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Everyone wants to be a good host, but living in a small apartment can make it challenging. You don't have to consign your out-of-town guests to a nearby hotel, though. There are lots of ways that you can accommodate one or more overnight guests, even in the tiniest apartments. Here's how to make guests feel welcome in your home, with a bonus section of cute ideas for house guests that will leave them feeling loved and appreciated.
Even if you don't have a guest room, you can still fake one by rearranging things a little bit. You can accomplish a lot by simply shifting furniture around a little to provide a little extra room for an air bed and bedside table. If your guests will be staying for more than a night or two — or if you're hosting a special event party with lots of extra guests — consider clearing out non-essential items, like sports and workout equipment or your crafting gear, to a storage space for the duration.
Need more ideas on how to maximize space in a small apartment? Check out this article.
Before you do anything else, do a deep clean of your entire living space. Everyone will feel more comfortable in a clean, comfortable space. Pay special attention to the bathroom (here are some extra bathroom cleaning tips) and kitchen, where hygiene really makes a difference. While you're cleaning, check out our articles on storage hacks for small spaces that you can use to declutter and beautify your kitchen, bathroom, living room and bedroom. You may find ideas that will make your home more comfortable for you, even after your guests are gone.
Everyone needs a little privacy, especially in close quarters. If you don't have a guest room — or any room with a door that can stand in for a guest room — you can add privacy with a folding screen or room divider. If even that takes up more room than you have to spare, try hanging a curtain from a tension rod to close off a corner of the room.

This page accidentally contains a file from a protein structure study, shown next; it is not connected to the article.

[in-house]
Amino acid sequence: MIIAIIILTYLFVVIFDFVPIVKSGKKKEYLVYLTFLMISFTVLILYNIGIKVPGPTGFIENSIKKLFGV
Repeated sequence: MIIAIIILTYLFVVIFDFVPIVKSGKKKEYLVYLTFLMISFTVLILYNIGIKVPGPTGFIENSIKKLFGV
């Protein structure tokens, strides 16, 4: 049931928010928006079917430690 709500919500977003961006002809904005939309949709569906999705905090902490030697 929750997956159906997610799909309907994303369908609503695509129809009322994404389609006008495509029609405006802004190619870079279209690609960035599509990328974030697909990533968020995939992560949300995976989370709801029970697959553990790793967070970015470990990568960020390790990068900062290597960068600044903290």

If you host overnight guests fairly often, invest in a futon, pull-out sofa or daybed with a trundle that can be pulled out at a moment's notice. If all you've got is some space on the floor, grab an air mattress — preferably with an electric pump to save your breath for more important things, like talking and laughing with your pals. No matter which option you choose, always make up the bed with fresh linens and blankets — there's nothing more uncomfortable than sleeping on scratchy upholstery.
- On a regular sofa, just wrap the bottom sheet around the sofa cushions, put them back in place, and add a top sheet and blankets.
- Get an air mattress that's the same size as your own bed so you don't have to buy special sheets just for the guest “bed.”
- If you've given up your kitchen or living room floor to provide bed space, get the bed out of the way during the day. If it's an air mattress, pick it up — fully made — and plop it on top of your own bed. Trundle beds roll out of sight when not in use, and sofa beds fold up. If your guests are sleeping on the sofa, though, just make the bed neatly and throw a blanket or upholstery cover over it to restore it to its usual function.
Finally, make extra — fluffy, cozy, and warm — blankets easily available. Toss one over the arm of the couch or fold it at the end of the bed. That way, if your guest wakes up chilled during the night, they don't have to either wake you or shiver until morning.
Turn an end table, ottoman or bench into a bedside table for your guests to use. Put it by the head of the bed and place a lamp on it within easy reach so they don't have to stumble around in the dark to find a light switch. Add a small basket of snacks or candy, a bottle of water and a glass in case they get thirsty during the night, and a device charger with a choice of charging cords to make it easier for them to keep their devices connected.
Think of the things that make a difference to you in a hotel room when you travel, and find ways to provide similar amenities for your guest — with a personal touch.
- Prep a little basket or tote with travel-size shampoo, conditioner, soap and lotions so they don't have to be shy about using your full-sized ones in the bathroom.